The USS Akron and the USS Macon were rigid airships that were similar to the German Graf Zeppelin and the ill-fated Hindenburg. Operating in the early 1930s, the Akron and her sister-ship the Macon were actually flying aircraft carriers. They were 785 feet long, and each carried five F9C-2 Curtiss Sparrowhawk biplanes. The Sparrowhawks were basically used as scout planes, but they could also serve as fighter planes to defend the airship from attack by enemy planes.
Rigid airships were constructed with an extensive internal metal framework that maintained the shape of the ship without being filled with gas. Blimps have no internal framework and their shape is maintained solely by the pressure of the gas. The German airships were filled with flammable hydrogen, which caused the disastrous explosion of the Hindenburg. The American airships were filled with non-flammable helium.
This was long before the days of radar and spy satellites, and the world’s navies had to guess the whereabouts of the navies of their enemies. The task of the Akron and the Macon was to use their scout planes to find the enemy’s navy. They could survey a vast expanse of ocean in a very short time.
If they had been in operation in 1941, the disastrous Japanese attack on Pearl Harbor might have been prevented. The Japanese navy had sailed from Japan to Pearl Harbor without detection. Unfortunately, the Akron and the Macon had both crashed, and the navy had completely abandoned the rigid-airship program.
Since the slow-moving airship was extremely vulnerable to air attack, it was intended to be positioned far from the enemy forces. The five Sparrowhawks would do the scouting and then return to the mother-ship.
According to Airships.net, the hangar inside the airship was about 75 feet by 60 feet and 16 feet high. A T-shaped opening in the bottom of the airship allowed access to the hangar. A trapeze-like apparatus lowered each plane several feet below the bottom of the airship. When the plane’s motor was started, the plane disengaged from the hook on the trapeze and began flying.
When the flight was finished, the plane would perform the very delicate maneuver required to reattach the plane to the hook. It would then be hoisted into the hangar. Top speed of the airships was no more than 85 mph. A major problem was that in slowing the plane’s speed to that of the airship, the plane approached stalling speed and ran the risk of losing the airlift required to keep it flying.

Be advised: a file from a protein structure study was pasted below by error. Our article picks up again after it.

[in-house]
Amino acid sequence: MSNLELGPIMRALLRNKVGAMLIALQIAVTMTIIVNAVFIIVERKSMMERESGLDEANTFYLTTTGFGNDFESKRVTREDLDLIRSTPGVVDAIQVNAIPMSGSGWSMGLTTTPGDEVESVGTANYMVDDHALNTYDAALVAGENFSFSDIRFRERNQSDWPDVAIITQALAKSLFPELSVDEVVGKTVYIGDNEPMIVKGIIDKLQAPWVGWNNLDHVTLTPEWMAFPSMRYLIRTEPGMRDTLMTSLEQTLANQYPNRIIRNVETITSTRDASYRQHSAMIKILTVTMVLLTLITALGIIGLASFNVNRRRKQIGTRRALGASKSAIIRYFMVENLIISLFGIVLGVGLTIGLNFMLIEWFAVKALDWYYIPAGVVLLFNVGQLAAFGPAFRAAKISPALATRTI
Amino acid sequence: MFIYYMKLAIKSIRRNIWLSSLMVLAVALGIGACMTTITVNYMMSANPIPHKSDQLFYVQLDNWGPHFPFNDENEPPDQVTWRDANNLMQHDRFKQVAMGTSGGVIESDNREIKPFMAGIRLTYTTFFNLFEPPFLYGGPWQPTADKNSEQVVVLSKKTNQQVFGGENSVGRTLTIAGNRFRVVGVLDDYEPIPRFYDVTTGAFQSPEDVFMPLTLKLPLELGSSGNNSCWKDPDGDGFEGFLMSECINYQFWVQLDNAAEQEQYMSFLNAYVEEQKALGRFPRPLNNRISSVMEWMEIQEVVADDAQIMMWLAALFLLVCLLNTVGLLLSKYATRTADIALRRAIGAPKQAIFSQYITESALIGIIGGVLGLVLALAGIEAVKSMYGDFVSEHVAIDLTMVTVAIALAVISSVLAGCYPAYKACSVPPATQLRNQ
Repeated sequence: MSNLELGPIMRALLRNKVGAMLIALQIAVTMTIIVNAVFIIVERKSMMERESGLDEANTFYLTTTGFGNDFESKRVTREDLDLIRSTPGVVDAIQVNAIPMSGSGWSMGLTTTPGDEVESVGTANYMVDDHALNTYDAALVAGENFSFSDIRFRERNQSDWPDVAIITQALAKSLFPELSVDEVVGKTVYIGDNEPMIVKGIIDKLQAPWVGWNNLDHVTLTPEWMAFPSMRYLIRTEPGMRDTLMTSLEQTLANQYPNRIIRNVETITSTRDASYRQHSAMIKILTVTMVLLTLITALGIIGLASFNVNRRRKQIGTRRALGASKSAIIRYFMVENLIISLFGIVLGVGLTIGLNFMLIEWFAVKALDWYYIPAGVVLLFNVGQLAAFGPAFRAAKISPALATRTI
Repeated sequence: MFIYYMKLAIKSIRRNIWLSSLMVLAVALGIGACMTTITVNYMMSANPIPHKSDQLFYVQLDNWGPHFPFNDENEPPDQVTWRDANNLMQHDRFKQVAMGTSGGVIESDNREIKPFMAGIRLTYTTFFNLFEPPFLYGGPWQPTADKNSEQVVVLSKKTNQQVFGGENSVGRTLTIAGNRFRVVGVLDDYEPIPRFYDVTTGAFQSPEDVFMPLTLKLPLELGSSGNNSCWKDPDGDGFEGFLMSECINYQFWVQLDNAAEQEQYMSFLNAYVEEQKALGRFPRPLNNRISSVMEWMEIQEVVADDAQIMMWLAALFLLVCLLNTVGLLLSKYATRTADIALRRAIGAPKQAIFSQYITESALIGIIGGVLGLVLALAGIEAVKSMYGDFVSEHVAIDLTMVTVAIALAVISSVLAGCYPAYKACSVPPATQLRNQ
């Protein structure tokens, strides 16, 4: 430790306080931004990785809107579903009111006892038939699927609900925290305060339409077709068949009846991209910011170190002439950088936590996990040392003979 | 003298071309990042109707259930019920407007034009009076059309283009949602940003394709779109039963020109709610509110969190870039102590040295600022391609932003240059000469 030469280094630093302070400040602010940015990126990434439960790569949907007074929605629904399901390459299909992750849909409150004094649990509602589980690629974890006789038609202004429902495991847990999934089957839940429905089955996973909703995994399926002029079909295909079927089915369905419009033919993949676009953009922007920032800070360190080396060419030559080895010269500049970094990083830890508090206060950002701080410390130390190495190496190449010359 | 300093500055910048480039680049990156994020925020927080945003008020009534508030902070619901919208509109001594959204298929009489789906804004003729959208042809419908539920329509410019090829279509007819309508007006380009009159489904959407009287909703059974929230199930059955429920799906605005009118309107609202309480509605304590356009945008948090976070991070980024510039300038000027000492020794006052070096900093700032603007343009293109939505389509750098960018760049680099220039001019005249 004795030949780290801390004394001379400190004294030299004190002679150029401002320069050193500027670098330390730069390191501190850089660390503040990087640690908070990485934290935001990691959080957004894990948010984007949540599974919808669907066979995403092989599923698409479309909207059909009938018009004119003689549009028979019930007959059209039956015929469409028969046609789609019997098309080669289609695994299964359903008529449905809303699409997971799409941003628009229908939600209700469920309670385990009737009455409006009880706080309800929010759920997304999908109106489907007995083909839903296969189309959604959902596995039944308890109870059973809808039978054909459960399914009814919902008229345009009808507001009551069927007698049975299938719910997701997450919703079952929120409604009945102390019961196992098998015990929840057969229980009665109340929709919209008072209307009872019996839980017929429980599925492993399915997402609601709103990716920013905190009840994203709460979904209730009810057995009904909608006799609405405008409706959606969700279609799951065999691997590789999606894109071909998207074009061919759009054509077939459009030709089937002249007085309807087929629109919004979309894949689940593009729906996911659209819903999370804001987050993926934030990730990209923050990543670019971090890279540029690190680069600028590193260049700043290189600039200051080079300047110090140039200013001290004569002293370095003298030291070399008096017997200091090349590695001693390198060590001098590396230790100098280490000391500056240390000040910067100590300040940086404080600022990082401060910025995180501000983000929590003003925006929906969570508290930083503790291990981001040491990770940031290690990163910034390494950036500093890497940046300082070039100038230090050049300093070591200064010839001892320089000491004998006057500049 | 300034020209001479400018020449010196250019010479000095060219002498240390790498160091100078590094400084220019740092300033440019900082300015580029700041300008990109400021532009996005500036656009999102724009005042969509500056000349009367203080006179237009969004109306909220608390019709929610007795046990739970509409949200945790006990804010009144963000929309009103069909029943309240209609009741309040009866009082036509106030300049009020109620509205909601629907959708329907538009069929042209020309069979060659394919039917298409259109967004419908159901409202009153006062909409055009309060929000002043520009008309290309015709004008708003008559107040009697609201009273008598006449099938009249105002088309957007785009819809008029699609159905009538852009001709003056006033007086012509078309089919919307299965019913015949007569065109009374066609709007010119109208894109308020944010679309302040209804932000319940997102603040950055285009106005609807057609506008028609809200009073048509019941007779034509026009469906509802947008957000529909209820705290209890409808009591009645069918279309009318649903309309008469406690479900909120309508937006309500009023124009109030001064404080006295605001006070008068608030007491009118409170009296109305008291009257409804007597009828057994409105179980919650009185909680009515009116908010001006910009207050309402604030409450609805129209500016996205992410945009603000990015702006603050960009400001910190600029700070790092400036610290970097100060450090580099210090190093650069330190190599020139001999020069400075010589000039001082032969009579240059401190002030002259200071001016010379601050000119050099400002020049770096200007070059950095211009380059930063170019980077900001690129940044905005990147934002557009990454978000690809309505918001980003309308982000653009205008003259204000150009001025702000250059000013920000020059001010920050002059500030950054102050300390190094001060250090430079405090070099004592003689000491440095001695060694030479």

The two airships performed many practice flights, but they never saw combat.
Photo One: USS Macon with Sparrowhawks circling below, waiting to be taken aboard.
Photo Two: Sparrowhawk about to hook onto the trapeze to be hoisted into the USS Akron.
Photo Three: Sparrowhawk hooked onto the trapeze of USS Akron.
Photo Four: Wing of Sparrowhawk photographed on the bottom of ocean at USS Macon crash site.
Photo Five: USS Macon flying over New York City in 1933.
According to the Naval Historical Center, on April 4, 1933, the Akron was caught in a strong storm off the New Jersey coast. As the airship was caught in updrafts and downdrafts, it crashed into the sea with 73 fatalities and three survivors.
On February 12, 1935, the Macon flew into a storm off the coast of California’s Big Sur. The wind blew off the top tailfin. The irony is that the Navy was aware of the structural weakness, and repair work had been only partially completed. Control of the airship was lost, and it slowly settled into the sea. Happily, the results were much different from the crash of the Akron. Two men were lost, but 76 were saved.
The crash of the Macon sounded the death knell of the rigid airship program. The military later used blimps for observation purposes, but the navy never again built any rigid airships. The majestic flying aircraft carriers were no more.
Interested readers may watch this fine National Geographic documentary titled “Flying Aircraft Carrier: Hooking Up”, which shows Sparrowhawks hooking onto the trapeze.
“USS Akron”/Naval Historical Center
“USS Macon”/Naval Historical Center
“USS Akron and USS Macon”/Airships.net
“Flying Aircraft Carrier: Hooking Up”/National Geographic